TITLE

Gurkhas to Go

AUTHOR(S)
Fathers, Michael; Adhikary, Dhruba; Brunton, Michael
PUB. DATE
November 1999
SOURCE
Time International (South Pacific Edition);11/29/99, Issue 48, p40
SOURCE TYPE
Periodical
DOC. TYPE
Article
ABSTRACT
Focuses on recruitment of the Gurkhas, an mercenary army made up of men from the Himalaya region of Nepal. Description of the army's strict and intensive selection process; Its strong reputation; History of some of the wars in which Gurkhas have fought; Questions over whether they are adequately and fairly compensated for their services.
ACCESSION #
2535505

 

Related Articles

  • FEMALE GURKHAS GET GREEN LIGHT….  // Personnel Today;6/19/2007, p2 

    The article reports that the British Army's famous Brigade of Gurkhas is planning to recruit Nepalese women into the brigade. According to the British Ministry of Defence, actual induction of women would not take place before 2010. It is informed that there are currently about 3,500 male Gurkha...

  • War Is Heaven.  // Time;Jun1962, Vol. 79 Issue 22, p25 

    The article focuses on the attitude of the Gurkhas concerning war. It states that the Gurkhas were natives of Nepal who chose to fight for the British crown. It also states that the war-loving Gurkhas call war as heaven. According to the author, their bravery in war had made them the first...

  • COLONEL CROSS OF THE GURKHAS. Kaplan, Robert D. // Atlantic;May2006, Vol. 297 Issue 4, p79 

    The article discusses the experience of the author in meeting Colonel John Philip Cross, a retiree of the British Army. The author travelled to Pokhara, Nepal to meet Cross. Cross became a recruiting officer for the Gurkhas in Nepal. Gurkha comes from the British mispronunciation of the town of...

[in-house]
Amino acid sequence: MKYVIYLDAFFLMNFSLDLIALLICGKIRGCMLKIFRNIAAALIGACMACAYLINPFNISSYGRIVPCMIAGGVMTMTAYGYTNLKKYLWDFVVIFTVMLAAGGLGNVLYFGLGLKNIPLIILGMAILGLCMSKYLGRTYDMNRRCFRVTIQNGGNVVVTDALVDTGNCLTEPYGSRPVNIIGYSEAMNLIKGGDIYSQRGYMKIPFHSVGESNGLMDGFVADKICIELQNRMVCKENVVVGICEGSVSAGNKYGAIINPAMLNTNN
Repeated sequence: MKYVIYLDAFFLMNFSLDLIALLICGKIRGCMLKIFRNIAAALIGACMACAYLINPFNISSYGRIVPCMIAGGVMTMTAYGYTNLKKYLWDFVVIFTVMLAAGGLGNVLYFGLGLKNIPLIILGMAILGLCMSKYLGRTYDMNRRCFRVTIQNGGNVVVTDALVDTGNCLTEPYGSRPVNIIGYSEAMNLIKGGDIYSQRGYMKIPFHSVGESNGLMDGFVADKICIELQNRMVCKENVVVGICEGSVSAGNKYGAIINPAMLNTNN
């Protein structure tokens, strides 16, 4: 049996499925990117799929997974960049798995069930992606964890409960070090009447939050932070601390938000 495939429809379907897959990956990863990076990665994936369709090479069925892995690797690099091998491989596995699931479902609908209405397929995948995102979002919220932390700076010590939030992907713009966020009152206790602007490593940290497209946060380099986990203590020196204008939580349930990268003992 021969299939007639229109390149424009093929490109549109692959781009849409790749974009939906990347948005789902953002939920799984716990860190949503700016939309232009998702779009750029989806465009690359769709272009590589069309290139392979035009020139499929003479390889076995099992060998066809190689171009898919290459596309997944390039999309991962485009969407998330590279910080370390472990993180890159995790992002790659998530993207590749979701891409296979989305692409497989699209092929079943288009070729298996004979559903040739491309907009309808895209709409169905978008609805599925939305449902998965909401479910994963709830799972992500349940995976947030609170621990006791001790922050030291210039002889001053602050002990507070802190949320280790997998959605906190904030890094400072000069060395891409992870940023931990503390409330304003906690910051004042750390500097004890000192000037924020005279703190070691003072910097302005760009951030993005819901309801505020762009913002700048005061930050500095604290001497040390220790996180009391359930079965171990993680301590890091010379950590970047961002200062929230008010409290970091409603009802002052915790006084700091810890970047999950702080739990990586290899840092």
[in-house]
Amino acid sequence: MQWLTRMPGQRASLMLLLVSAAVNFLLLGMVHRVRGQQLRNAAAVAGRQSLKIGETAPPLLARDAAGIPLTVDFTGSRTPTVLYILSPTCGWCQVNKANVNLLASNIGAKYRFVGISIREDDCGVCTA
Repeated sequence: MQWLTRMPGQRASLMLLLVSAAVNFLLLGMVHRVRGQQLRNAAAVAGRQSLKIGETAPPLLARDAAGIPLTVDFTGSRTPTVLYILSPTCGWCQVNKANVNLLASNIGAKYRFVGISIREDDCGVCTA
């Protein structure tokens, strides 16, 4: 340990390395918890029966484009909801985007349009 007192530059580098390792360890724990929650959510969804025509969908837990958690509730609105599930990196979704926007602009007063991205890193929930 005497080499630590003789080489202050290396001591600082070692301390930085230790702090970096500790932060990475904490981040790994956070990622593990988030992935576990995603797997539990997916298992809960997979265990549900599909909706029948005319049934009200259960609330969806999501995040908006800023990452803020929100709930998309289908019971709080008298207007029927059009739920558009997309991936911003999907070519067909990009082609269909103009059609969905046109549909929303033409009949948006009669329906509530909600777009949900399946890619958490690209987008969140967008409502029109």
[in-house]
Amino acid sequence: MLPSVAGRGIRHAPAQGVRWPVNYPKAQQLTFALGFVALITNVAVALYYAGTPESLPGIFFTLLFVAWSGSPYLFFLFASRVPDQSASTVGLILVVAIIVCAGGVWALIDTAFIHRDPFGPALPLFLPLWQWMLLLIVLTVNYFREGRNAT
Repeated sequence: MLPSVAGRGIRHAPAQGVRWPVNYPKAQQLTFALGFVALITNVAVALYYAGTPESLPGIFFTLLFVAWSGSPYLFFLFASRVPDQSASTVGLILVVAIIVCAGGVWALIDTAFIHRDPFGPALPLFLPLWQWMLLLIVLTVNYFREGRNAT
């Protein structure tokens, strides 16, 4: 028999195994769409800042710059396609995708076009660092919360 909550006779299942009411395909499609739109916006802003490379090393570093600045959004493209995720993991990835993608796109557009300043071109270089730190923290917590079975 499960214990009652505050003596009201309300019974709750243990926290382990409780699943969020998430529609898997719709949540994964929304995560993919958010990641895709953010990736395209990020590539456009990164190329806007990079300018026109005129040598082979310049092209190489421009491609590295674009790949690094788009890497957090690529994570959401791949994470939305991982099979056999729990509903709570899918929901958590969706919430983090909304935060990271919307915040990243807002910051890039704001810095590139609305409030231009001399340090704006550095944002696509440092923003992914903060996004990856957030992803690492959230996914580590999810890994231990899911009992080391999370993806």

• Pakistan Army: The String of the Federation. Mehmood Khan, Ehsan // Hilal;Jan2014, Vol. 50 Issue 7, p21 

    The article focuses on the army of Pakistan. The country's army officers corps and a cadre of soldiers are made up of the Sindhi, Punjabi and all other ethno-linguistic communities. The different soldierly characteristics of all the soldiers is noted. The trend of recruiting of the Baloch youth...

  • The Army's other victory.  // Advertising Age;3/11/1991, Vol. 62 Issue 11, p17 

    The article comments on the recruitment campaign of the U.S. Army. The theme "Be all you can be" is appropriate following the ceasefire in the Persian Gulf. The armed services trained their personnel well. Its recruitment of highly qualified people for the all-volunteer service required that...

  • The Armed Services Want Career Men.  // Saturday Evening Post;12/8/1945, Vol. 218 Issue 23, p128 

    The article reflects on the provisions under the Armed Forces Voluntary Enlistment Act in the U.S. The author stresses that there are some military flaws that need to be corrected like doing injustice to men who have given more than their share. He argues that the provision of the law concerning...

  • Diagnosis 2. Cooper, Brian // Marketing (00253650);2/1/2006, p18 

    The article reports that young people in Great Britain feel that the military life is too harsh a career option. Many members of today's trainer-wearing generation don't even know what it is like to wear a pair of boots. The Army needs to present itself in a challenging manner that plays to its...

  • Conscription and the Size of Armed Forces. White, Michael D. // Social Science Quarterly (University of Texas Press);Sep1989, Vol. 70 Issue 3, p772 

    The extent to which the use of conscription causes countries to maintain larger armed forces is examined. The size of armed forces is estimated for a sample of 143 countries, using a simultaneous model with the use of conscription an endogenous variable. The results indicate that the use of...

  • ENLISTMENT RATES FOR MILITARY SERVICE AND UNEMPLOYMENT. Hause, John C. // Journal of Human Resources;Winter73, Vol. 8 Issue 1, p98 

    This article examines the theoretical discussion of the way that the unemployment rate might effect the enlistment decision in the United States from 1957 to 1963. He assumes that it operates by reflecting the anticipated probability of obtaining civilian employment, and that this probability...

Share

Read the Article

Other Topics